Nina Kerthen, née Valéry. David’s first wife. I don’t know much about her: I’ve seen a couple of photos, I know she was beautiful, Parisienne, young, posh, blonde. I know that she died in an accident at Morvellan Mine, eighteen months ago. I know that her husband and in particular her son – my brand-new, eight-year-old stepson Jamie – must still be grieving, even if they try not to show it.
And I know, very very clearly, that one of my jobs here in Carnhallow is to rescue things: to be the best stepmother in the world to this sad and lovely little boy.
‘I’ll have a look,’ I say brightly. ‘At the books. Maybe get some ideas. Go and catch your plane.’
He turns for a final kiss, I step back.
‘No – go! Kiss me again we’ll end up in the fourteenth bedroom, and then it will be six o’clock.’
I’m not lying. David’s laugh is dark and sexy.
‘I’ll Skype you tonight, and see you Friday.’
With that, he departs. I hear doors slam down long hallways, then the growl of his Mercedes. Then comes the silence: the special summery silence of Carnhallow, soundtracked by the whisper of the distant sea.
Picking up my phone, I open my notebook app.
Continuing Nina’s restoration of this huge house is not going to be easy. I do have some artistic talent to help: I have a degree in photography from Goldsmiths College. A degree which turned out to be utterly pointless, as I basically graduated the same afternoon that photography collapsed as a paying career, and so I ended up teaching photography to kids who would never themselves become photographers.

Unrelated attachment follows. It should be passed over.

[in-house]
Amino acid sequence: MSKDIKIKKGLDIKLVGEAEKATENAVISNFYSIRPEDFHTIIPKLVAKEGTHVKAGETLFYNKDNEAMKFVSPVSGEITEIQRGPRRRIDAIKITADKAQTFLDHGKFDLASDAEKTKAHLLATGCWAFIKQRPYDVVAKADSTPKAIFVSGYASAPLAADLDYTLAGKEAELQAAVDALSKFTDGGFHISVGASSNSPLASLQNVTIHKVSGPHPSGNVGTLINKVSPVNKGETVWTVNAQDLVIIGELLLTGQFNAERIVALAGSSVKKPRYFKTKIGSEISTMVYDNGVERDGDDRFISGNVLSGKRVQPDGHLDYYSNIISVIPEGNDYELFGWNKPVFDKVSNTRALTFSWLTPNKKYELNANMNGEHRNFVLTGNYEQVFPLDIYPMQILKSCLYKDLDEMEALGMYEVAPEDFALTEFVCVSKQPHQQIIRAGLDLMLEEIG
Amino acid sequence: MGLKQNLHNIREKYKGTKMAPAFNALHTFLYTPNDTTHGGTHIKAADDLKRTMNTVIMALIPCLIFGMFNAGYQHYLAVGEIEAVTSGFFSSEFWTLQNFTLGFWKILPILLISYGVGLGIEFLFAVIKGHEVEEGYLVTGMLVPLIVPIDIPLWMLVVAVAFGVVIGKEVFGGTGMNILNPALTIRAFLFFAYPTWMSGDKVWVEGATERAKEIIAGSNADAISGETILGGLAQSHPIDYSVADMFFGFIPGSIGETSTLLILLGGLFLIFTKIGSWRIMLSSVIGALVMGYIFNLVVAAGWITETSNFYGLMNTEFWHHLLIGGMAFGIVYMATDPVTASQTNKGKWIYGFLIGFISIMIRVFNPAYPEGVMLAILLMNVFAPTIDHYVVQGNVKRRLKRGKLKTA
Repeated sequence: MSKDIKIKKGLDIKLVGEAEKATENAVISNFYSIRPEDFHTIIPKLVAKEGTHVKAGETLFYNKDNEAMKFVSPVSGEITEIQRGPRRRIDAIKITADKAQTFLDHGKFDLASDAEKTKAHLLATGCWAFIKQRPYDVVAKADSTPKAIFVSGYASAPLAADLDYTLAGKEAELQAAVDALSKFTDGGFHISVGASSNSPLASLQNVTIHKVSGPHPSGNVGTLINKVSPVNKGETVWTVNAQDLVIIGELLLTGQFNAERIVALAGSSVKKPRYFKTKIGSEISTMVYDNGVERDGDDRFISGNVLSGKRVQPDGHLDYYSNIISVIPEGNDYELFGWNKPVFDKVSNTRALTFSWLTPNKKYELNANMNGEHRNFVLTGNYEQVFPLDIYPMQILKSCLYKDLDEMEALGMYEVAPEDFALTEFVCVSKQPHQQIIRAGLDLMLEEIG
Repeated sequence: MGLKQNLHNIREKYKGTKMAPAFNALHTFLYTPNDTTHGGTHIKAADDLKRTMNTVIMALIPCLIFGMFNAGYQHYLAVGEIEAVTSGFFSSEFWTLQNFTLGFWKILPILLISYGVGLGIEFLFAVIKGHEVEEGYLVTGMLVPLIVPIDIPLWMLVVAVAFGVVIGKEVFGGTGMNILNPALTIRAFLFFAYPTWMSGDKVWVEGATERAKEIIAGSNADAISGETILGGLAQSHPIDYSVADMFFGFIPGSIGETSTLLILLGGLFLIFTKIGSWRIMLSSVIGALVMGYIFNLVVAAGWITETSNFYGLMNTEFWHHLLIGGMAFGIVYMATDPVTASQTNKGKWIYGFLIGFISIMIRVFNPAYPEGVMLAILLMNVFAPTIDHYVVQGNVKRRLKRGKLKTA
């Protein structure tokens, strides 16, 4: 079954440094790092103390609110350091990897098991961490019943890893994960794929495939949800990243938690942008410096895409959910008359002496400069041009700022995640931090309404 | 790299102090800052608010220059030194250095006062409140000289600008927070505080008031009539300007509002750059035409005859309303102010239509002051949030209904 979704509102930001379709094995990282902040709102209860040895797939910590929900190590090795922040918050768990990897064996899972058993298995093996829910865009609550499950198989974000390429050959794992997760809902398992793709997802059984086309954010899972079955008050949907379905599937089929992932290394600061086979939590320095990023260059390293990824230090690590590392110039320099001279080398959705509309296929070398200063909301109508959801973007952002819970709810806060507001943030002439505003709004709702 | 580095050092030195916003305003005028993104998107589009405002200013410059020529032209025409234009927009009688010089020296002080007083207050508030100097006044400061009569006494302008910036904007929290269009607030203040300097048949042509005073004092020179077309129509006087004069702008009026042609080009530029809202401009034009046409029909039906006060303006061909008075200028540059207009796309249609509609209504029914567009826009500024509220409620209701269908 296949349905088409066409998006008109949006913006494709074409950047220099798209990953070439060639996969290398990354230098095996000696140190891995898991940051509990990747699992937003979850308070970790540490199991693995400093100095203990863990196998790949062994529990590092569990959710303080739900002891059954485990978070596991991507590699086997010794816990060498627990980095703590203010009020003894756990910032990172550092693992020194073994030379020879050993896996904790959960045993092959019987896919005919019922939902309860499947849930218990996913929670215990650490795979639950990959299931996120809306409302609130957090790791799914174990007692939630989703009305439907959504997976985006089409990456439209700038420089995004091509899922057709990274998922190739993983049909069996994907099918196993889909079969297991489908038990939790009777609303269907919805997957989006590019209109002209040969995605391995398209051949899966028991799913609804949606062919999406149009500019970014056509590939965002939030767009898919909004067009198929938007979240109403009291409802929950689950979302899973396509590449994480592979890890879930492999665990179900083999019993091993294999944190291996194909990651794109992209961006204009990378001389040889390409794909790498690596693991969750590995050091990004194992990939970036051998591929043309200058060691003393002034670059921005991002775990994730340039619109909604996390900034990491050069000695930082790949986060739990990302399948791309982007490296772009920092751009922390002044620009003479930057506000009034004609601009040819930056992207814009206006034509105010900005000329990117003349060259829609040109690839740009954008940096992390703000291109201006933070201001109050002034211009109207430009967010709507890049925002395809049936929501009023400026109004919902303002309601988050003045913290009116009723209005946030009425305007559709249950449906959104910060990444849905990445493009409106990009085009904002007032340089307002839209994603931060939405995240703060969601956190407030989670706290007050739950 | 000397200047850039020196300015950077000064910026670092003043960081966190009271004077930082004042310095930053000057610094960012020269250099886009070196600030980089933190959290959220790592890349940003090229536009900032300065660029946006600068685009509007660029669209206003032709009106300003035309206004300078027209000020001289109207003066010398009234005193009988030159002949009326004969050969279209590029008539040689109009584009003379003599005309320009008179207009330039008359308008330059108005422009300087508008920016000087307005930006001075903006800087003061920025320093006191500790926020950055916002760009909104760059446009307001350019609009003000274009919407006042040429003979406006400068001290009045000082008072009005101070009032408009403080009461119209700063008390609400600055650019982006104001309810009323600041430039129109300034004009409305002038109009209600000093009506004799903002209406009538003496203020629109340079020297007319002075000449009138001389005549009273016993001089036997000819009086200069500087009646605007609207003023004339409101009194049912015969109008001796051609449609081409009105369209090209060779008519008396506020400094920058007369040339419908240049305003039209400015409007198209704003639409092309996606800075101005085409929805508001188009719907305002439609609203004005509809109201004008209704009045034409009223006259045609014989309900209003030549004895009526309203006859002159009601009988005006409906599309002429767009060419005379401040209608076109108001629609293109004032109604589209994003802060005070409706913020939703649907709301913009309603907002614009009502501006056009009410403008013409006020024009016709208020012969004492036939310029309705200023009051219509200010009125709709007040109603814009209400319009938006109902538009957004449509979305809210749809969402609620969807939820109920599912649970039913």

This was, I suppose, another reason I was happy to give up London life: the meaninglessness was getting to me. I wasn’t even taking photos any more. Just taking buses through the rain to my cramped and shared Shoreditch flat. Which I couldn’t actually afford.
But now that I have no real job, I can, ironically, apply these artistic gifts. Such as they are.
Armed with my phone I begin my explorations: trying to get a proper mental map of Carnhallow. I’ve been here one week, but we’ve spent most of that week in the bedroom, the kitchen, or on the beaches, enjoying the blissful summer weather. Much of my stuff from London is still in boxes. There’s even a suitcase left to unpack from our honeymoon: our gloriously hedonistic, sensuously expensive trip to Venice, where David bought me his favourite martini, in Harry’s Bar, by St Mark’s Square: the gin in a shot glass, chilled nearly to ice ‘and faintly poisoned with vermouth’, as David put it. I love the way David puts things.
But that is already the past, and this is my future. Carnhallow.
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